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Still need clarity whether or not permeance matters with exterior foam

joenorm | Posted in General Questions on

Climate zone 4C. 

Trying to decide on the right exterior foam for a new build. I had written off foil faced polyiso because it doesn’t breath at all compared to EPS but in my last post Dana suggested using it. 

This is a confusing topic, everyone seems to have their own idea of what is most important.

One article says there is a very specific R-value per climate zone, another article says it really doesn’t matter much, and everyone has an opinion somewhere in between.

There is a lot of talk about vapor permeance on this site. 475 building supply has basically based its entire sales operation on very expensive ways to remain vapor permeable.

So why is it ever OK to to wrap a building in foil?

Thanks for fielding my all my questions, very much appreciated.

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  1. GBA Editor
    Brian Pontolilo | | #1

    Hi Joe.

    You'll hear a lot of anecdotes from builder and remodelers who have done this or have done that and have never had a problem. And a lot of it is true. If you want to build your house based on those anecdotes and the inspector is okay with it, that's your prerogative. If you want to build your house based on current building science, then permeance matters in the design of your building envelope.

    By now you know that the reason to use less permeable materials is to keep water vapor from entering walls, where it could condense and cause problems. The reason to use more permeable materials is to allow water that has already accumulated in a wall to dry to one side of the wall or the other. You can design your wall a lot of different ways, but as I said in response to another one of your questions on this topic, you can also use the guidelines written in the International Residential Code.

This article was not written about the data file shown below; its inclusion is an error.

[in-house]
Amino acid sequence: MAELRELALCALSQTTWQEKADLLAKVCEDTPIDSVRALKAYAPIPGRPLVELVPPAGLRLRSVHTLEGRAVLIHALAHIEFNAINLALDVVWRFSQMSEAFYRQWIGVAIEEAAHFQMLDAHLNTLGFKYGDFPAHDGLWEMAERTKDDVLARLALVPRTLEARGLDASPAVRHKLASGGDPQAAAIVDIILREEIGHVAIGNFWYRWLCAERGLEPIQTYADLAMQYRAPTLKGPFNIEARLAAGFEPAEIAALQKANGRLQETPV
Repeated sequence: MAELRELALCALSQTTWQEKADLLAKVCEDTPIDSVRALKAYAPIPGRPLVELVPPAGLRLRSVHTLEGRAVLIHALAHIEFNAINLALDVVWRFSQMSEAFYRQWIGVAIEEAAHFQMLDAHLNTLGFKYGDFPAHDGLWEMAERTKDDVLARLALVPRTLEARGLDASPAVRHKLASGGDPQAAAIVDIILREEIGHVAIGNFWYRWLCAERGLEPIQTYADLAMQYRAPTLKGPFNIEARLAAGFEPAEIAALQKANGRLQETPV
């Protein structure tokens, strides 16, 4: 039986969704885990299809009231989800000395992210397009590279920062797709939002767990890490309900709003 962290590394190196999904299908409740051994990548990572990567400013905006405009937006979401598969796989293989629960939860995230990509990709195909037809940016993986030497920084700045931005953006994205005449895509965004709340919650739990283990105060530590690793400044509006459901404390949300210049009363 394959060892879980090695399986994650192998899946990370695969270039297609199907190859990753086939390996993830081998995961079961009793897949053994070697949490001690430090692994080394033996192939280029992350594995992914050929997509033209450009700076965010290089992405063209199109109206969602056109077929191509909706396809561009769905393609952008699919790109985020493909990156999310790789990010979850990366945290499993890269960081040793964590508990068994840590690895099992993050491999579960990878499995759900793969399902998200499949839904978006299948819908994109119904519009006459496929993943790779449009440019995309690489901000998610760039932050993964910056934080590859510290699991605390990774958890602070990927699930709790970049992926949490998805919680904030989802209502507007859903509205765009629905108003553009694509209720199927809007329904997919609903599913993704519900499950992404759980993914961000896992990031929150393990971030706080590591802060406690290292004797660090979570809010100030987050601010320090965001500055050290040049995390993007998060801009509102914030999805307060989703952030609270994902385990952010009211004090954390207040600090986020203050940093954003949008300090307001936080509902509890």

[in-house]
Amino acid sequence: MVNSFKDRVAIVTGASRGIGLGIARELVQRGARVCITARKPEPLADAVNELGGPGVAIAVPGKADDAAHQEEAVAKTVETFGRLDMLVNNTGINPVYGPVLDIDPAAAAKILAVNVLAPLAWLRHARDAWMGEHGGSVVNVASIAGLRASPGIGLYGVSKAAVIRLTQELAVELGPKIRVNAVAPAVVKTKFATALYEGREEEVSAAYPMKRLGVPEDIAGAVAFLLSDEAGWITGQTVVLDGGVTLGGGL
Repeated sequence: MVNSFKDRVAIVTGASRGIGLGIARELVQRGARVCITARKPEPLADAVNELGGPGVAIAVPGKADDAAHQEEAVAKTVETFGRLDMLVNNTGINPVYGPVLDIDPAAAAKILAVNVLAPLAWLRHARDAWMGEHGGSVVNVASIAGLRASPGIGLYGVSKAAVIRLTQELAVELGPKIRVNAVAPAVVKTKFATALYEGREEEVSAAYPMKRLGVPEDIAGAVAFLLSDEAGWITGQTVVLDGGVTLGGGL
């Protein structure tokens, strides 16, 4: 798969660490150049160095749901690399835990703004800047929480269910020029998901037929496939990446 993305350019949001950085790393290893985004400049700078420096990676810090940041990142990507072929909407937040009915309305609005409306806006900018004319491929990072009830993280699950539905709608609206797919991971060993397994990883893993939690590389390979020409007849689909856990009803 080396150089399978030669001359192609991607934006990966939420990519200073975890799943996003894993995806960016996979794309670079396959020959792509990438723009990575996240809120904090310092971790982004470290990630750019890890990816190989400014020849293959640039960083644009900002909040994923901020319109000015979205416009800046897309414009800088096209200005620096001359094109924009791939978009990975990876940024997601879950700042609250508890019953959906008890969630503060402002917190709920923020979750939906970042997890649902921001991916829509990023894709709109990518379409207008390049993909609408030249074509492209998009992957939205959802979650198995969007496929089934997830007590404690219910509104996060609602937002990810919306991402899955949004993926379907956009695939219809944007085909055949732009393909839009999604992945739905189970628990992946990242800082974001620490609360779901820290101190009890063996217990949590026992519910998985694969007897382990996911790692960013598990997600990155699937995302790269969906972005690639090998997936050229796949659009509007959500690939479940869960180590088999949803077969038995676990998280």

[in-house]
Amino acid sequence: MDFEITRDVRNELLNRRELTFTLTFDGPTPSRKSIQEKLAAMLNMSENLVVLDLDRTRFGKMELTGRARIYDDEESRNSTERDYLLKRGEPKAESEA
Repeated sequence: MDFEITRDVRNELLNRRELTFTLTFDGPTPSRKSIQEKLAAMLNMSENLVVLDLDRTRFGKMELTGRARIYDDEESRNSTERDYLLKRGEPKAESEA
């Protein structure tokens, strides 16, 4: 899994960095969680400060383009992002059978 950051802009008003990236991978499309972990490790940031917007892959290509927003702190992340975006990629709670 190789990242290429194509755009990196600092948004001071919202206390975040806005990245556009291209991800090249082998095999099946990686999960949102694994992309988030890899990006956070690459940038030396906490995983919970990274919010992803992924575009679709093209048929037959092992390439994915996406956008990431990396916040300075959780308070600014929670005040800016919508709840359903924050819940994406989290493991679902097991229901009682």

Again, look at section R702.7 on vapor retarders. In your area, if you don't meet certain conditions (basically adequate continuous exterior insulation or vented siding), then you would install a class I or class II vapor retarder on the inside of the walls (poly or kraft faced batts, for example). If you do meet those conditions, then you could use a class III vapor retarder (drywall with latex paint).

    So, to answer your question, it is okay to wrap a building in the adequate R-value of vapor impermeable, foil faced rigid foam because when you do that, the sheathing stays warm enough and doesn't present a condensing surface and you also omit the class I or class II interior vapor retarder and your wall now has lots of inward drying potential should it get wet.

    If you don't want to follow the IRC on this, and want to design an alternative assembly, read this article: Building Science Corp. on Understanding Vapor Barriers

  2. Expert Member
    Michael Maines | | #2

    Joe, for better or worse, designing and building a house is complicated, and the more you increase energy efficiency measures, the more sensitive the building is to mistakes. 475 has built their business on vapor-open assemblies, and there is a lot to be said for the resilience of that approach. Walls that can dry in two directions, to the interior and to the exterior, are more forgiving of less-than-perfect conditions, and they allow the use of natural materials.